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Given:

$$\exp: \mathbb{R} \ni x \mapsto \sum_{k=0}^{\infty } \frac{1}{k!} x^{k} \in \mathbb{R}$$

also $e = \exp(1)$. For all $x \in \mathbb{R}$ with $\left | x \right | \leq 1$: $$\left | \exp(x) - 1 \right | \leq \left | x \right | \cdot (e-1)$$

and $\exp(0) = 1$

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In order to proof that the exponential function is continuous for every $x_{0}$, it needs to be shown that it's continuous at all. This was shown here (it's continuous at $x_{0}$ = 0): Proving that the exponential function is continuous

But I prefer this proof:

$$ \exp(x) = \sum_{n=0}^\infty \frac{x^n}{n!} $$ apply some little changes $$ \exp(x) = 1 + x \sum_{n=1}^\infty \frac{x^{n-1}}{n!} $$ whence for $x\to 0$ $$ |\exp(x) - 1| \le |x| \sum_{n=1}^\infty{|x|^{n-1}} \le |x| \frac{1}{1-|x|} \to 0 $$

I would say in order to show that the exponential function is continuous for all $x_{0} = 0$, I just need to show it is continuous at $x_{0}$ = 0 (done) and then I can just conclude it is continuous everywhere, so at $x=x_{0}$? Not sure about this, is it really possible?

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    $\begingroup$ Once you prove that $e^{a+b}=e^{a}e^{b}$, the proof is very simple. $\endgroup$ – egreg Jun 15 '16 at 15:33
  • $\begingroup$ @egreg I'd proof it like that: e^a * e^b = exp(aln e)*exp(bln e) = exp((a+b)*ln e) = e^(a+b). But how could I use this proof for the proof I'm looking for? ^^ $\endgroup$ – tenepolis Jun 15 '16 at 15:48
  • $\begingroup$ What you have done works for showing continuity of $\exp(x)$ at $x = 0$ and your approach has no problem. And then you can follow as mentioned in egreg's answer. $\endgroup$ – Paramanand Singh Jun 17 '16 at 15:26
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The proof that $$ \exp(a+b)=\exp(a)\exp(b) $$ is a simple application of absolute convergence and binomial theorem. See Prove $e^{x+y}=e^{x}e^{y}$ by using Exponential Series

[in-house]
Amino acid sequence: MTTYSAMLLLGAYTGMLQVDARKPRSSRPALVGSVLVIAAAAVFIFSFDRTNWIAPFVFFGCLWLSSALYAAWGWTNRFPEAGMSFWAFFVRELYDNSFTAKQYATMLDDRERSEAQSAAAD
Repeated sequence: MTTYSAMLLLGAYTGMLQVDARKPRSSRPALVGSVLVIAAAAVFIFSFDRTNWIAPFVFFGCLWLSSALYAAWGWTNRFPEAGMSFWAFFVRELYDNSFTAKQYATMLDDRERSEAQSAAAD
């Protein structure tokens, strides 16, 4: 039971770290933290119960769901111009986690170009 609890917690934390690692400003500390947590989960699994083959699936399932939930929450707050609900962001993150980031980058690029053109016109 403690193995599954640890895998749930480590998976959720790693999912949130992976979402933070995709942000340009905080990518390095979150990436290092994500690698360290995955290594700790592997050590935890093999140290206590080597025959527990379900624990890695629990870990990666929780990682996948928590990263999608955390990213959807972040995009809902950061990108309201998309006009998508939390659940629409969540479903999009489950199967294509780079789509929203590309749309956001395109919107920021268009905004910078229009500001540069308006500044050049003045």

Once you have this knowledge, you can observe that $$ |\exp(x+h)-\exp(x)|=|\exp(x)|\,|\exp(h)-1| $$ and use the already proved continuity at $0$.

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  • $\begingroup$ Ah alright now I also understand why you referred to the proof of $e^{a+b} = e^{a} e^{b}$. But what does $h$ mean here? I don't know what to do with the result. $\endgroup$ – tenepolis Jun 17 '16 at 15:52
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I thought it might be instructive to show that $e^xe^y=e^{x+y}$ directly from the limit definition of the exponential function given by

$$\bbox[5px,border:2px solid #C0A000]{e^x=\lim_{n\to \infty}\left(1+\frac{x}{n}\right)^n} \tag 1$$

To that end, we now proceed


First, we see that

$$\begin{align} \left(1+\frac{x}{n}\right)^n\left(1+\frac{y}{n}\right)^n&=\left(1+\frac{x+y}{n}+\frac{xy}{n^2}\right)^n\\\\ &=\left(1+\frac{x+y+\frac{xy}{n}}{n}\right)^n \tag 2 \end{align}$$

If $xy>0$, then for all $n>N$ we have from $(2)$

$$\left(1+\frac{x+y}{n}\right)^n\le \left(1+\frac{x+y+\frac{xy}{n}}{n}\right)^n \le \left(1+\frac{x+y+\frac{xy}{N}}{n}\right)^n \tag 3$$

Taking the limit as $n\to \infty$ of $(3)$ reveals

$$e^{x+y}\le e^{x}e^{y} \le e^{x+y+xy/N} \tag 4$$

Using the left-hand side inequality in $(4)$ and applying it to the right-hand side shows that for $xy>0$, $e^{x+y+xy/N}\le e^{x+y}e^{xy/N}$ and therefore

$$e^{x+y}\le e^{x}e^{y} \le e^{x+y} e^{xy/N} \tag 5$$

Letting $N\to \infty$ yields

$$e^{x+y}\le e^xe^y\le e^{x+y}$$

where we used the inequalities for the exponential $1+x\le e^x\le \frac{1}{1-x}$ for $x<1$ that I established in THIS ANSWER using only $(1)$ and Bernoulli's Inequality.

We have now established the equality $e^xe^y=e^{x+y}$ for $xy>0$. For $xy<0$, we simply reverse the inequalities in $(3)$ and proceed analogously.

Finally, refer to THIS ANSWER in which the result herein was used to prove the continuity of $e^x$ for all $x$.

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  • $\begingroup$ Interesting, but the exponential is defined differently for the OP. $\endgroup$ – egreg Jun 15 '16 at 22:16
  • $\begingroup$ @egreg Well, that is the reason for my writing the introduction in which I stated "I thought it might be instructive to show that $e^x e^y=e^{x+y}$ directly from the limit definition of the exponential function ..." And this question ties to one asked earlier by the OP in which the OP mentions use of the limit definition. -Mark $\endgroup$ – Mark Viola Jun 15 '16 at 22:19
  • $\begingroup$ Why was this down voted?? $\endgroup$ – Mark Viola Jun 16 '16 at 3:24
  • $\begingroup$ I didn't downvote; however, this is in no way an answer to the question. The OP's definition of the exponential is different from the one you're using and it's by no means obvious the two ways are equivalent. $\endgroup$ – egreg Jun 16 '16 at 6:41
  • $\begingroup$ @tenepolis Please let me know how I can improve my answer. I really want to give you the best answer I can. -Mark $\endgroup$ – Mark Viola Jun 17 '16 at 14:43

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